This was not exactly what I thought it would be. I heard about it in an article I read somewhere recently and I thought it was about the Born to Run guy teaching the donkey how to go running with him, like you take your dog running with you. I had visions of a fuzzy donkey trotting alongside McDougall on the road and it is something I would desperately love to see. But no. Apparently there is a whole community of donkey racers who, from what it sounds like, allow their donkeys to drag them up hills and mountains in some kind of hard core trail running crossed with Mountain Man stuff. Much like running a marathon, it doesn’t sound at all fun. 

I thought this book was only OK, partly because I misunderstood the premise of running with Sherman and partly because it kind of dragged in a lot of places. There wasn’t as much about Sherman as I would have liked; instead, there was a lot about the people involved, the training involved, the stories of the people involved, and I just didn’t care that much about them. I stuck through to the end because I did want to see how Sherman did in his big donkey race in Colorado, and parts of it were funny, but overall I thought it was just mediocre.

Stiff: The Curious Lives of Human Cadavers

Stiff: The Curious Lives of Human Cadavers by Mary Roach

Genre: nonfiction/science

I read it as a(n): audiobook

Narrator: Shelly Frasier

Length: 8:00:00 

Her Grace’s rating: 3 out of 5 stars

Do you ever wonder what happens to the body if its owner has donated it to science? If so, this is the book for you. Author Mary Roach covers the uses of cadavers ranging from medical/surgical practice to body snatching, crash test dummies to a new residence at the Body Farm, and many topics in between. Always respectful but lightening the subject with her typical humor, Roach guides readers through the many relevant roles cadavers have in their post-mortem, well, lives.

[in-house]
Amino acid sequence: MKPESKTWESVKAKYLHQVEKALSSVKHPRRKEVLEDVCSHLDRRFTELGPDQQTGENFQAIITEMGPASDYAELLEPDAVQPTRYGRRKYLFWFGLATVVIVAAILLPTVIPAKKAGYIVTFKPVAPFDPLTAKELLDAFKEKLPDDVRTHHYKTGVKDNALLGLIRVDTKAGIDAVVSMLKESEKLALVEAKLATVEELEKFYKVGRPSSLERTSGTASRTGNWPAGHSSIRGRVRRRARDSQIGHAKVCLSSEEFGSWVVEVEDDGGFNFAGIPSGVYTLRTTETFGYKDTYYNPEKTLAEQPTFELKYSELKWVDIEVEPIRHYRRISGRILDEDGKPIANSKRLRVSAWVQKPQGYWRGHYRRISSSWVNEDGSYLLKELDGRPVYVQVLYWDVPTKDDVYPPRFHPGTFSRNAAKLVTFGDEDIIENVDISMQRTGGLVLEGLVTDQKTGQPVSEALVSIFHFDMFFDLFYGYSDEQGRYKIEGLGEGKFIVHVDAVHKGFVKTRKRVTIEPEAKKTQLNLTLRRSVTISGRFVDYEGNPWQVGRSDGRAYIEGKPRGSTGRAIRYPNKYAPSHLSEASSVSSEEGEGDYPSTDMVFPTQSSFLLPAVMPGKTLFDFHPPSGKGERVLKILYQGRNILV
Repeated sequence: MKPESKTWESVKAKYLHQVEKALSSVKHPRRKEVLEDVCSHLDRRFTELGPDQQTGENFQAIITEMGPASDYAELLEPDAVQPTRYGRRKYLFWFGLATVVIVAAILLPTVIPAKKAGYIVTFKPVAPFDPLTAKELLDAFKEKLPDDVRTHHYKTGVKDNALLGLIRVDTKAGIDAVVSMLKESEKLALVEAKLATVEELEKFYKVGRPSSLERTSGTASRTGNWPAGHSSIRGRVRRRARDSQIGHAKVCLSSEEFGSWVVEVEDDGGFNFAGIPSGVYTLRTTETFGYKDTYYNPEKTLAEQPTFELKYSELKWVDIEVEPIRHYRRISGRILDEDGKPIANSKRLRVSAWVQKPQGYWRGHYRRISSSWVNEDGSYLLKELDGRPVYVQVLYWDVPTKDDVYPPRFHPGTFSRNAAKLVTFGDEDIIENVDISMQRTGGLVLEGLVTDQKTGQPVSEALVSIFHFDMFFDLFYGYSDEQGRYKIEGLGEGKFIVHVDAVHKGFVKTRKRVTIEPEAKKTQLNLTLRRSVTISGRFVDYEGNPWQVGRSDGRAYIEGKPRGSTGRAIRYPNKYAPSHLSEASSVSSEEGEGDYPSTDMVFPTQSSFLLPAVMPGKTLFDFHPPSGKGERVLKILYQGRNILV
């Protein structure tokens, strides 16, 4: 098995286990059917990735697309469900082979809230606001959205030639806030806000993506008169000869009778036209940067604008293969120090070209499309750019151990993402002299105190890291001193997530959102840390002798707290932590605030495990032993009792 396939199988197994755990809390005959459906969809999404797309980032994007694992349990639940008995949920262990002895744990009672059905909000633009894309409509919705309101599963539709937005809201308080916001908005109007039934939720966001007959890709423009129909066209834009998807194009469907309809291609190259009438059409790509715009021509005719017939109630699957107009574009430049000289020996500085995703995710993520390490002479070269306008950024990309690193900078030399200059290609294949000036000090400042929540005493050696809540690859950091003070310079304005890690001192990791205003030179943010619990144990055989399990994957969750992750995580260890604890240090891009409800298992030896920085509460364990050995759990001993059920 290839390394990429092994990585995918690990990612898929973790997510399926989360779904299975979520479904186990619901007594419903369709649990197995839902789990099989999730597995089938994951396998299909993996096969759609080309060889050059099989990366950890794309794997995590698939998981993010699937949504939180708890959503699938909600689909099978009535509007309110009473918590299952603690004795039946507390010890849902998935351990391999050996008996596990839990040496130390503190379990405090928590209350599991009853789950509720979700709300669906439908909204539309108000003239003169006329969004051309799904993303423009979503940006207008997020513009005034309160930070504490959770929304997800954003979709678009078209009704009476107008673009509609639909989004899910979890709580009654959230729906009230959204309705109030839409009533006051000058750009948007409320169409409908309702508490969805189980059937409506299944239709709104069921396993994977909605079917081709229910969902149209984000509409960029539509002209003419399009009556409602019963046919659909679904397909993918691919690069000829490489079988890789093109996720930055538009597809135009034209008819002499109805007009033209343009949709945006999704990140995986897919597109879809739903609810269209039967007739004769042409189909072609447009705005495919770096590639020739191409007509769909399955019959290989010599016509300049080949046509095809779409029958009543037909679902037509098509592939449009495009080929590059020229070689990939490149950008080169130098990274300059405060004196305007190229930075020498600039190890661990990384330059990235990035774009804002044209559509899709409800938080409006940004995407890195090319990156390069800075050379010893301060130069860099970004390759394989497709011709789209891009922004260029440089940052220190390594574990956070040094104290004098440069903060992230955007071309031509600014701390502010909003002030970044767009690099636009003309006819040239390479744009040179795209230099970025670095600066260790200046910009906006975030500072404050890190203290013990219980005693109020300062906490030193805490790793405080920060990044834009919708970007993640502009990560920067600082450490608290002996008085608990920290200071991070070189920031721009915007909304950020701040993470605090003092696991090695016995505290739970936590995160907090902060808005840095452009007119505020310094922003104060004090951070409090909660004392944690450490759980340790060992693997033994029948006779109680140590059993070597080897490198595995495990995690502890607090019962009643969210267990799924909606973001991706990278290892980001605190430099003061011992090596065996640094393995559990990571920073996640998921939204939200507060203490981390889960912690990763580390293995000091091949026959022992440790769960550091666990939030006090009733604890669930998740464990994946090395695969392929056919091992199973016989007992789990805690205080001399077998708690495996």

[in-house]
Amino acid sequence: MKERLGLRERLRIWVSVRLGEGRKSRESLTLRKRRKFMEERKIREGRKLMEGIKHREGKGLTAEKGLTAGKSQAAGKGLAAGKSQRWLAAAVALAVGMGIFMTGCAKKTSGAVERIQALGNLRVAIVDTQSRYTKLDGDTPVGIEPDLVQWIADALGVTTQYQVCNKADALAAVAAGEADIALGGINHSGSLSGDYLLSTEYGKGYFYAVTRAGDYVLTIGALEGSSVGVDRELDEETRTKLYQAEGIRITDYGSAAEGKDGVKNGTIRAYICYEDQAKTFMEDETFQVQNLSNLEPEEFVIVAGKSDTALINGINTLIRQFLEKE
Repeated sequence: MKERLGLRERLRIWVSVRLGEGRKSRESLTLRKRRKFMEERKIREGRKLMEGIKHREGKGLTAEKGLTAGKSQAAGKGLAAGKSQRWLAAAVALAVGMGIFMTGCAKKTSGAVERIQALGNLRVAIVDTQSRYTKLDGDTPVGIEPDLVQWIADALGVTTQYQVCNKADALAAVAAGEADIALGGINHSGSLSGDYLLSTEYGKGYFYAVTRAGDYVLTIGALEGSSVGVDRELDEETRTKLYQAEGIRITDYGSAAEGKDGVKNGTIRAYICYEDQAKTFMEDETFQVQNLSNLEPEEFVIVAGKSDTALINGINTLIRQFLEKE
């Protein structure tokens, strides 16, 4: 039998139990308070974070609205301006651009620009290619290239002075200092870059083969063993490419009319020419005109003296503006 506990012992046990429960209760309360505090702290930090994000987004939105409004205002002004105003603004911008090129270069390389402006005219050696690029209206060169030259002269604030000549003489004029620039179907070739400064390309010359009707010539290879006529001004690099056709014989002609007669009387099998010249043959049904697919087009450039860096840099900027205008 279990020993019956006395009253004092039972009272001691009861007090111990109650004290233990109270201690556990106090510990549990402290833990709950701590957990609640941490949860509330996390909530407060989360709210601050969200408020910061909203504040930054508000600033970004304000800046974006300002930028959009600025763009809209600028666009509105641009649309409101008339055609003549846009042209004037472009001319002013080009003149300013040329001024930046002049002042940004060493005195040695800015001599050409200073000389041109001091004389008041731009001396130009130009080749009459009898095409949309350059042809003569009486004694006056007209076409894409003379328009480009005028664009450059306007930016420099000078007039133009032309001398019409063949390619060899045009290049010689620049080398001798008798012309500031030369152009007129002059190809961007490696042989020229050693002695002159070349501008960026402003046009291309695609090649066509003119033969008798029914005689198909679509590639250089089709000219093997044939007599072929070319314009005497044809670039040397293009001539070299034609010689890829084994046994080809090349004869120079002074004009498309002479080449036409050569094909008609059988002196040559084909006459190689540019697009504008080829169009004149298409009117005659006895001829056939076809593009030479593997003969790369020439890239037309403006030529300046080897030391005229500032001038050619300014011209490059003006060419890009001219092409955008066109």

I had read this book years ago for my book club and remember being kind of bored with it. I listened to it this time on audio and I think the problem before was that I skimmed some of the parts that were horrifying to me and I was more focused on that than on the actual topic. This time, I didn’t skim or skip sections and the experience this go round was difficult in places. I am terrified of flying, for example, and so the chapter discussing the ways forensic examiners look at bodies in plane crashes to figure out what happened was really anxiety-making for me. A couple other sections made me lose my appetite.